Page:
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SEM of volcanic ash from Redoubt Volcano, Alaska (Image 1)


A scanning electron microscope (SEM) image of an ash particle

A scanning electron microscope (SEM) image of an ash particle, collected following the Redoubt Volcano eruptioin in Alaska on March 22, 2009. The ash was collected during the ashfall in Healy, Alaska, by Pavel Izbekov, a research associate at the Alaska Volcano Observatory (AVO), Geophysical Institute of the University of Alaska Fairbanks (UAF), on March 23, 2009.

The image was created by Izbekov and Jill Shipman, a UAF graduate student studying with Izbekov, using an ISI-50 SEM at the Advanced Instrumentation Laboratory at UAF.

Volcanic ash--pulverized rock ejected from a volcano--consists of tiny jagged pieces of rock and glass. Unlike wood ash, newly ejected volcanic ash is sharp and abrasive. It can damage car finishes, clog machinery, vents, and pipes, and can cause respiratory discomfort. In large enough quantities, its weight can be enough to collapse roofs, especially if it gets wet.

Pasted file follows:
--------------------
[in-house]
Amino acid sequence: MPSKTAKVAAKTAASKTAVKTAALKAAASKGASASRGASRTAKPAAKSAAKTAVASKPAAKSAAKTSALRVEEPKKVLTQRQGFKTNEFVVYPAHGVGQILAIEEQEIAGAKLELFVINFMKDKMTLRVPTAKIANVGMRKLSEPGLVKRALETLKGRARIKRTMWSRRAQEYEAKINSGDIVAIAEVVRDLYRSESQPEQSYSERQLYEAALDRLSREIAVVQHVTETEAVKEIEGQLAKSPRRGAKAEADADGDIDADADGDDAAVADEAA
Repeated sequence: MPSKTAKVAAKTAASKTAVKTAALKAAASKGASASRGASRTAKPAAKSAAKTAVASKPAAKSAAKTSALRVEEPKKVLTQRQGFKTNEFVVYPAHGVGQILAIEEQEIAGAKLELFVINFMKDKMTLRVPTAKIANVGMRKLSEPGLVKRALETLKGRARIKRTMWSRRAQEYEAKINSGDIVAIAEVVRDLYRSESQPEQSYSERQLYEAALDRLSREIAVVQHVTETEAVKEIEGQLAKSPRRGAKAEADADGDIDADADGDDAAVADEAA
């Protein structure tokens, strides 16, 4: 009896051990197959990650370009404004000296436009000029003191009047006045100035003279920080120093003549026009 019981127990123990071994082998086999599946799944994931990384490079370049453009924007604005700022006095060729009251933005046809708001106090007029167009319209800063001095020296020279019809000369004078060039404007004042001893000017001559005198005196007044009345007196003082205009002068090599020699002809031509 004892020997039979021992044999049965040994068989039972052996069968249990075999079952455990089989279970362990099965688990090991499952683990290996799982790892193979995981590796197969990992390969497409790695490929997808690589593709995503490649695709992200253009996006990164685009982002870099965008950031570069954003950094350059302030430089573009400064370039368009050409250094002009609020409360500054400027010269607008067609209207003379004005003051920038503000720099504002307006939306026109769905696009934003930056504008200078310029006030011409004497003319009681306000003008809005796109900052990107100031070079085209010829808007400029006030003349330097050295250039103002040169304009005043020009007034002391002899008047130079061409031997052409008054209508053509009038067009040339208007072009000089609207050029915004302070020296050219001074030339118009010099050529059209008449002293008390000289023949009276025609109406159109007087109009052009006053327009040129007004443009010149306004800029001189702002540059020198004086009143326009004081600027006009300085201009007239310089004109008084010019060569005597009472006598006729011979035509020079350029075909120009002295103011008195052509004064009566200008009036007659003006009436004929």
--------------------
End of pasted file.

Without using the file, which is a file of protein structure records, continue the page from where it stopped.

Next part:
The AVO is a joint program of the United States Geological Survey (USGS), the Geophysical Institute of the University of Alaska Fairbanks (UAFGI), and the State of Alaska Division of Geological and Geophysical Surveys (ADGGS).

This research was supported in part by grants from the National Science Foundation (OISE 05-30278 and EAR 06-36118). (Date of Image: March 2009) [See related image Here.]

Credit: Pavel Izbekov and Jill Shipman, University of Alaska Fairbanks

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